St Albans-based newspaper the Herts Advertiser is about to celebrate its 150th anniversary. Now part of the Archant stable, it was set up when newspaper stamp tax was repealed.
Advertiser editor Noel Cantillon looks back…
The Herts Advertiser was founded by Richard Gibbs the Younger whose father, Richard Gibbs the Elder, had been in St Albans since the 1820s and who had a print business in the town centre.
In 1855 when newspaper stamp tax was repealed his son decided to have his own newspaper and the first edition of The St Albans Times and Herts Advertiser was born.
That first edition cost 1 1/2d and contained eight pages.
Six of these were of syndicated news — including an account of the Crimean War — which was brought to St Albans from London by stagecoach. The front page had advertisements and the back page had advertisements and local news including the midsummer quarter sessions and a cricket match.
Just 300 copies of the first edition were produced at the rate of 50 per hour on the hand-operated press.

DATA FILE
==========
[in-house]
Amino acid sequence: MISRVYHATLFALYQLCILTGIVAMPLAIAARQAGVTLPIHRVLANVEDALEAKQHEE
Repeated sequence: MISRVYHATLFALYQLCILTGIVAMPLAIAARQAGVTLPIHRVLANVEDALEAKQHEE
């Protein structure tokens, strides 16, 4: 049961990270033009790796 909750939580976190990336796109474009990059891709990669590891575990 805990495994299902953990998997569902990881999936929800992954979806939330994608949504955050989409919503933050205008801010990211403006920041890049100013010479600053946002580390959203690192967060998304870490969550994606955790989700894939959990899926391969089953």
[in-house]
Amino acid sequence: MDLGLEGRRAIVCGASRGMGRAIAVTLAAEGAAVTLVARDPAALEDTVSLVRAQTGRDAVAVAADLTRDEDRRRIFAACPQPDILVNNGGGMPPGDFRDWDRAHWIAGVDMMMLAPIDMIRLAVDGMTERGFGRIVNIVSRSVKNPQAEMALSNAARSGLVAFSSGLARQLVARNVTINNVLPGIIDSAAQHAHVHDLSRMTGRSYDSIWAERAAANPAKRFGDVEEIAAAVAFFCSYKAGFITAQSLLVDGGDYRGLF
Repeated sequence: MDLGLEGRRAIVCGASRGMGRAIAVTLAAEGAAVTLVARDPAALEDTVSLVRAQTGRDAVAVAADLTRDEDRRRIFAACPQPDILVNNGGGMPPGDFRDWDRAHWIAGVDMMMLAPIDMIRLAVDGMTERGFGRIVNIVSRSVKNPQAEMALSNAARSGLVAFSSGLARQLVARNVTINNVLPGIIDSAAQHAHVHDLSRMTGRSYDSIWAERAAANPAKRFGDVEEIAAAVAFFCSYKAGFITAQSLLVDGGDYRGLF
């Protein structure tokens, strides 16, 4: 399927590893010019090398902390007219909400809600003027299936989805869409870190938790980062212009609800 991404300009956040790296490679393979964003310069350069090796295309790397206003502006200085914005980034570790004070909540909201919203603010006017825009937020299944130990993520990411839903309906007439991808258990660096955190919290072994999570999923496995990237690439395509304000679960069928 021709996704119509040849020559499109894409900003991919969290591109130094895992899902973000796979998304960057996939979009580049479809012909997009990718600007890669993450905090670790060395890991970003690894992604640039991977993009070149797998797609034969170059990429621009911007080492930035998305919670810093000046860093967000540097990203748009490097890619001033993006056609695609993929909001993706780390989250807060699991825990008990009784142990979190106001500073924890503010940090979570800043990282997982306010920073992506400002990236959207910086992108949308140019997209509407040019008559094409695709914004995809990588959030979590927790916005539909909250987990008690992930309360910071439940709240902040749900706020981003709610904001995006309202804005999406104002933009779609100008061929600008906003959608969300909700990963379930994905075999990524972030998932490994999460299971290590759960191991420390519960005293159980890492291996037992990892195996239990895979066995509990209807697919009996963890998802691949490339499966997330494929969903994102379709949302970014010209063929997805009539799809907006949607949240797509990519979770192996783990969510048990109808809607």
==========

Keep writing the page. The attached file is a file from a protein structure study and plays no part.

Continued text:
They were sold from The Clock House at the base of the Clock Tower which quickly became known as the “gossip shop” as people gathered to discuss the weekly news.
Richard Gibbs died in 1909. Until the Herts Advertiser (as part of Home Counties Newspapers) was acquired by the then Eastern Counties Newspaper Group in 1997, it was still run by the same Gibbs family who founded it, making them one of the oldest newspaper publishing families in the country.
These days the Herts Advertiser — running to about 200 pages a week — is distributed to 52,000 homes in St Albans and the surrounding towns and villages and is looking forward to the next 150 years.
Meanwhile we will be running a series of celebrations, supplements and events involving staff and readers to mark the anniversary.